On Tuesday, the Senate unanimously approved legislation to allow people to unlock their cell phones in order to take them to a different wireless carrier. The legislation must still be approved by the House of Representatives. The legislation became necessary after a controversial 2012 decision from the Librarian of Congress that raised the possibility that taking your cell phone to a new wireless carrier could violate copyright law.
Unfortunately, Congress has chosen the narrowest possible approach to addressing the issue. Lawmakers have refused to rethink the Digital Millennium Copyright Act, the law that created the problem in the first place. That's a shame because cell phone unlocking is far from the only case where the DMCA has created unnecessary headaches for people.
Congress enacted the DMCA in 1998 as an anti-piracy measure. Hollywood and the recording industry were pressuring technology companies to develop anti-piracy technology called digital rights management to prevent customers from copying music and movies. The DMCA made it illegal to tamper with DRM or to distribute devices or software that could be used to circumvent it.
But clever lawyers soon realized that the DMCA's no-tampering rule could be used to restrict user rights in ways had nothing to do with the law's anti-piracy mission:
- The DMCA has been invoked to stop people from selling third-party garage door openers and third-party printer cartridges, though courts eventually ruled for the defendants in both cases.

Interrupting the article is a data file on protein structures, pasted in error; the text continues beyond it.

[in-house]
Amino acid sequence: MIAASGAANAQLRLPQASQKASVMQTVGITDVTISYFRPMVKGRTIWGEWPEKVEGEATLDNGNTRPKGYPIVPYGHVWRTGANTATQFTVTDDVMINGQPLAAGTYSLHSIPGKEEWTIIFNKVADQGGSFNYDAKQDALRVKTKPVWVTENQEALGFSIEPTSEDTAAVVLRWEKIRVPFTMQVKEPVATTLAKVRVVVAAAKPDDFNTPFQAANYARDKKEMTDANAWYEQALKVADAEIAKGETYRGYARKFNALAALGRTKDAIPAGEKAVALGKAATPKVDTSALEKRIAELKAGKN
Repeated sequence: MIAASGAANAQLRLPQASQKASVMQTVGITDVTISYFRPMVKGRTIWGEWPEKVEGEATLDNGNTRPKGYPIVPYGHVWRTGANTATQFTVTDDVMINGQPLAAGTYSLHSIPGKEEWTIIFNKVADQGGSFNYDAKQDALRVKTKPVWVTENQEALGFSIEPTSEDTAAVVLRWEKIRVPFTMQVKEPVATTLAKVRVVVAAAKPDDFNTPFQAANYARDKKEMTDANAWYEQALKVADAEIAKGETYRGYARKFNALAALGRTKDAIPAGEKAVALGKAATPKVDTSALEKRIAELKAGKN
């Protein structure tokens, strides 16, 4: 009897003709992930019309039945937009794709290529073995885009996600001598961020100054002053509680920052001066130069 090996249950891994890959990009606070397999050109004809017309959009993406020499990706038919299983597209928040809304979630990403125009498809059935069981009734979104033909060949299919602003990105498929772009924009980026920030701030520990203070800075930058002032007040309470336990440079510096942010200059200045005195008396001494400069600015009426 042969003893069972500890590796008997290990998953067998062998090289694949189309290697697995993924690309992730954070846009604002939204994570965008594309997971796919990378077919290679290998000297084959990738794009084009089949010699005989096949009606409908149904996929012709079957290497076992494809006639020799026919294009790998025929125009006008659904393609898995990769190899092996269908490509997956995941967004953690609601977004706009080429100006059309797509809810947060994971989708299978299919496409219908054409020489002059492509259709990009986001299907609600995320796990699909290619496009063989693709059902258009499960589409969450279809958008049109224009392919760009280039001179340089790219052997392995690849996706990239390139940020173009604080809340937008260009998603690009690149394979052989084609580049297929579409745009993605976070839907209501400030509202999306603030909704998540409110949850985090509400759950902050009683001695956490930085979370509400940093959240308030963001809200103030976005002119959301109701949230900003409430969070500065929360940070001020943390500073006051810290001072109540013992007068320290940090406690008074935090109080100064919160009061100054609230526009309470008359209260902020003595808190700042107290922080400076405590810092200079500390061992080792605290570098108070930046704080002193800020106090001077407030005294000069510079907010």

- The DMCA was successfully invoked against a company that helped people cheat in the online game World of Warcraft.
- The DMCA makes it difficult for customers with vision or hearing problems to get accessible versions of copyrighted content. Accessibility tools often require content to be in open formats, but software to convert DRMed movies or ebooks into open formats is illegal.
- The DMCA makes it more difficult for people who purchase content on one media platform (such as iTunes) to transfer it to another.
- There are concerns that the DMCA could be invoked by auto companies to bar unauthorized mechanics from working on their cars.
In an effort to address these kinds of concerns, the DMCA gives the Librarian of Congress (currently James Billington) the power to grant exemptions from the DMCA's anti-circumvention rules. These exemptions must be renewed every three years.
But the Librarian has been stingy and inconsistent in its use of its exemption power. The most recent rule, approved in 2012, only granted five narrow exemptions. The 2012 rules make it legal for blind users to circumvent DRM on ebooks. But supplying users with the necessary software remains illegal. The 2012 rules allowed jailbreaking (jailbreaking allows users to run unauthorized software, while unlocking allows users to take a phone to another carrier) of iPhones, but jailbreaking iPads remains illegal.
The legislation the Senate is considering — and companion legislation the House passed earlier this year year — focuses narrowly on the cell phone unlocking issue. It wouldn't provide exemptions for other innocuous activities that are restricted by the DMCA. And it doesn't rethink the bizarre system in which the Librarian of Congress — an unelected official most people have never heard of — has arbitrary power to decide, every three years, how people can use a wide variety of digital devices.
The public furor over cell phone unlocking was an opportunity for a long-overdue re-think of the DMCA. But Congress is blowing that opportunity, fixing the most glaring symptom of the DMCA's dysfunction without considering a broader overhaul of the DMCA.